Marine biologist Jeff Goddard discovered a new species of sea slug in the tide pools of Carpinteria Reef in California. It is only about 15 millimeters long. He said, “The shallow-water nudibranch fauna of Southern California especially is well known, so it was pretty exciting to find a new species right under our noses here in Santa Barbara County.” (Source: UCSB)
Only one of the new species was found, so more research is needed to find out where they hide, what they eat, how many there are, and how they interact.
Goddard knew it was most likely a new species, and he sent the specimen to scientist Terrence M. Gosliner, a taxonomist from California Academy of Sciences in San Francisco. Gosliner recognized it as a new species and gave it the name Flabellina goddardi. Gosliner wrote in the scientific report, “Flabellina goddardi is named for friend and colleague Jeff Goddard who found the only specimen of this distinctive species. Jeff is the consummate naturalist with superb powers of observation.” It is now the fifth species of Flabellina in California.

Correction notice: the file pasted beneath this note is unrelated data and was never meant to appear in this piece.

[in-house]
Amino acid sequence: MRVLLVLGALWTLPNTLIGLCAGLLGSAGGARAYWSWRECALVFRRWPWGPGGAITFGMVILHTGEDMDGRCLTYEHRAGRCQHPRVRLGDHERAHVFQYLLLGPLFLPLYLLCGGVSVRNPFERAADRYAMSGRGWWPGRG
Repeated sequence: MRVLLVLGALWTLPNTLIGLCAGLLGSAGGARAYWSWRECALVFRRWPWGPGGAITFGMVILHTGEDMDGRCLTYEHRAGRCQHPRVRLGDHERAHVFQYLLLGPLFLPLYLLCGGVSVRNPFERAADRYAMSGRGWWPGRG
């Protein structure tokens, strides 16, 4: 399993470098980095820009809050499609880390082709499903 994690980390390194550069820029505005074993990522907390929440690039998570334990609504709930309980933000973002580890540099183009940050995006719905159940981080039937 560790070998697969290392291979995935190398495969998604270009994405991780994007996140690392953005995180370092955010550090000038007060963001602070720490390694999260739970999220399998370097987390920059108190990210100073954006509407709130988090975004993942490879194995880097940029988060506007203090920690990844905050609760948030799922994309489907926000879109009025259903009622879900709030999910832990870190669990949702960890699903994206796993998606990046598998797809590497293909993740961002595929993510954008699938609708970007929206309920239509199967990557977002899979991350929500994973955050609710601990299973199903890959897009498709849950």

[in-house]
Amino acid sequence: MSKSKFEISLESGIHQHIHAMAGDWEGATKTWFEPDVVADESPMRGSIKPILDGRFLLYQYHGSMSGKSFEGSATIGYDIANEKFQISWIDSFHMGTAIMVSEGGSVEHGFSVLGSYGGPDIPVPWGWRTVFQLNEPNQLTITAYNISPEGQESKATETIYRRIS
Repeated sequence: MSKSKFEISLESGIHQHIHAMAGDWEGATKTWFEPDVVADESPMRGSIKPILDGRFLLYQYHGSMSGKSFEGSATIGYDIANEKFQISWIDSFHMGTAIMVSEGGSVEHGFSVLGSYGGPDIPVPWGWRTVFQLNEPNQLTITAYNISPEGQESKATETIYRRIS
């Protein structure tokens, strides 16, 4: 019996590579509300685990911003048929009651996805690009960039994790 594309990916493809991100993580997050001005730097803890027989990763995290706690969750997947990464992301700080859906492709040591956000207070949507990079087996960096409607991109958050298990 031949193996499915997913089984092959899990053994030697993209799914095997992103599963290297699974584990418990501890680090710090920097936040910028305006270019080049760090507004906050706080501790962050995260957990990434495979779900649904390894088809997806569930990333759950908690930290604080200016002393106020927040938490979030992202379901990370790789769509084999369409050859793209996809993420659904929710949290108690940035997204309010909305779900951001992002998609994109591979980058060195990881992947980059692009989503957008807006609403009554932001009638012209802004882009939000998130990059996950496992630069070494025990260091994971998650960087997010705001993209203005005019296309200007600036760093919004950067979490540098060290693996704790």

Gosliner is also an expert in nudibranch species. He does research in the Phillipines where there are 700 species documented so far.
There are enough nudibranch species in California you can purchase ID cards to take on trips to tide pools. These cards are designed to help nature enthusiasts appreciate the biodiversity of Californi’s coasts. Nudibranch sea slugs are often colorful and have textured surfaces. Goldenstate Images has a gallery of sea slugs in California. Photo tips for the brightly colored creatures have been written by Scott Gietler.
Image Credit: Jeff Goddard, UCSB